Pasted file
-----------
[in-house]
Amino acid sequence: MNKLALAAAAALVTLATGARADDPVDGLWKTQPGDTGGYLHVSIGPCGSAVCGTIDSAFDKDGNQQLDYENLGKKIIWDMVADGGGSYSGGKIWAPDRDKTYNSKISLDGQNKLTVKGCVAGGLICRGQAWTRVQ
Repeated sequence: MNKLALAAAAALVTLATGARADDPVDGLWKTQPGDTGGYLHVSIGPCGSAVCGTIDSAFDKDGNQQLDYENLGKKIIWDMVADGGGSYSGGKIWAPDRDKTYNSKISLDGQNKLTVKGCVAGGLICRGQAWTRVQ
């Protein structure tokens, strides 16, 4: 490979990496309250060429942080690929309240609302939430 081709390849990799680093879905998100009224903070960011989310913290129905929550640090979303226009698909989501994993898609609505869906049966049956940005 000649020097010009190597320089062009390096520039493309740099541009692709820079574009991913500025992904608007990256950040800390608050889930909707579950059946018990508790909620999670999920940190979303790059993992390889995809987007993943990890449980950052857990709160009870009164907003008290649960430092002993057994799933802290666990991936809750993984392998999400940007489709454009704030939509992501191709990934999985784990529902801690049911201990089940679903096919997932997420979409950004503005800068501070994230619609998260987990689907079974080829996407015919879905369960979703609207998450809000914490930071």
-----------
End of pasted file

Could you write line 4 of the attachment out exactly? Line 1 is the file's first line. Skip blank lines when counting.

């Protein structure tokens, strides 16, 4: 490979990496309250060429942080690929309240609302939430 081709390849990799680093879905998100009224903070960011989310913290129905929550640090979303226009698909989501994993898609609505869906049966049956940005 000649020097010009190597320089062009390096520039493309740099541009692709820079574009991913500025992904608007990256950040800390608050889930909707579950059946018990508790909620999670999920940190979303790059993992390889995809987007993943990890449980950052857990709160009870009164907003008290649960430092002993057994799933802290666990991936809750993984392998999400940007489709454009704030939509992501191709990934999985784990529902801690049911201990089940679903096919997932997420979409950004503005800068501070994230619609998260987990689907079974080829996407015919879905369960979703609207998450809000914490930071």